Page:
Stand by Me by John Kirwan, with Elliot Bell and Kristy Louden-Bell, Penguin, ISBN 9780143570639, RRP $40.
I think it would be fair to assume I don’t need to introduce John Kirwan to my New Zealand readers but for overseas folks Sir John is an ex-All Black, possibly the best ex-All Black of all time. In our space in the world this makes him a BIG DEAL.
He’s also the face for mental health awareness in NZ, mostly through fronting a series of TV ads about depression and subsequently writing a book about his own experience with depression, called All Blacks Don’t Cry. He’s basically bucked the “harden up mate, she’ll be right, let’s get pissed*” trend that’s been pervasive in our society, which our worship of male sports stars has a lot to answer for. This makes him, in my space in the world, a BIG DEAL.
Now he’s turned his attention to teen mental health which is awesome because the more attention paid to this the better, and he brings a lot of attention. The starting point is his own fears and expectations as a parent so Stand By Me is mostly aimed at parents and caregivers of teenagers but it has a lot of good information for others who work with young people and for young people themselves.
Much like All Blacks Don’t Cry the emphasis here isn’t just on the experience of mental unwellness, it’s just as much on the experience of recovery and resilience. The text combines commentary from John Kirwan, psychologists Elliot Bell and Kristy Louden-Bell, and psychiatrist Lyndy Matthews with passages of personal experience as told by young people, and parents and caregivers of those young people.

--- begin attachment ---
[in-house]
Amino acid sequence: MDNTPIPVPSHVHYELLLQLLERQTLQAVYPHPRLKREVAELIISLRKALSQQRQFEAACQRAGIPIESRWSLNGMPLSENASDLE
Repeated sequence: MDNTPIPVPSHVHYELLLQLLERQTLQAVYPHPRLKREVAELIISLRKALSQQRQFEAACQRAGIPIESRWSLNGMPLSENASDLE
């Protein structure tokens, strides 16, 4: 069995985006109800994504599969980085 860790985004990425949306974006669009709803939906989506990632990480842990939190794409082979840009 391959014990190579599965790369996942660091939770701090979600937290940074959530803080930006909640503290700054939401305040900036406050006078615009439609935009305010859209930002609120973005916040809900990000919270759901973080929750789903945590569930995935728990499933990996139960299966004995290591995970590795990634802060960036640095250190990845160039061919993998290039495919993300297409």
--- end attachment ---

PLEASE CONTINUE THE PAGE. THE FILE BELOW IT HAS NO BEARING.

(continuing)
All these viewpoints mean that the tone varies from person to person but consistently keeps the spotlight on recovery and hopefulness. No one gets the opportunity to put their judgeypants on.
It also means there’s a wide range of topics covered and readers are bound to come away with at least one piece of new knowledge or food for thought. It’s obviously a book meant to be read by those seeking help and information, and the writers and publishers have done a great job of keeping that foremost in their decision-making on content and editing.
Chapters are short but tight and the most salient points are pulled out and repeated. At the end is a comprehensive list of further resources and sources of information and help. Topics range from depression and anxiety to eating disorders and self-harm to one of the best discussions of suicide and how to talk about it that I’ve ever read.
Now we come to my soapbox moment. I’m personally affected by mental illness and especially depression, and have recently been deeply affected as a parent. It’s hard, in both instances, but perhaps a little bit more so when you’re the parent. And finding help, MAKING those that are supposed to help do so, can feel like an impossible task. So we need to talk about this, desperately, because some of our young people are really, really unhappy and we can be complete sh*ts to them (well, and each other but that’s a whole other soapbox) and they deserve so much more. We all do but they need a chance.
If you’re a parent or caregiver, if you’re a counsellor or a teacher, if you’re a young person … whatever reason you might have for being interested in the mental health and wellbeing of our young people, Stand By Me is an absolute must-read.
*For my American friends, “pissed” in NZ means drunk, not angry.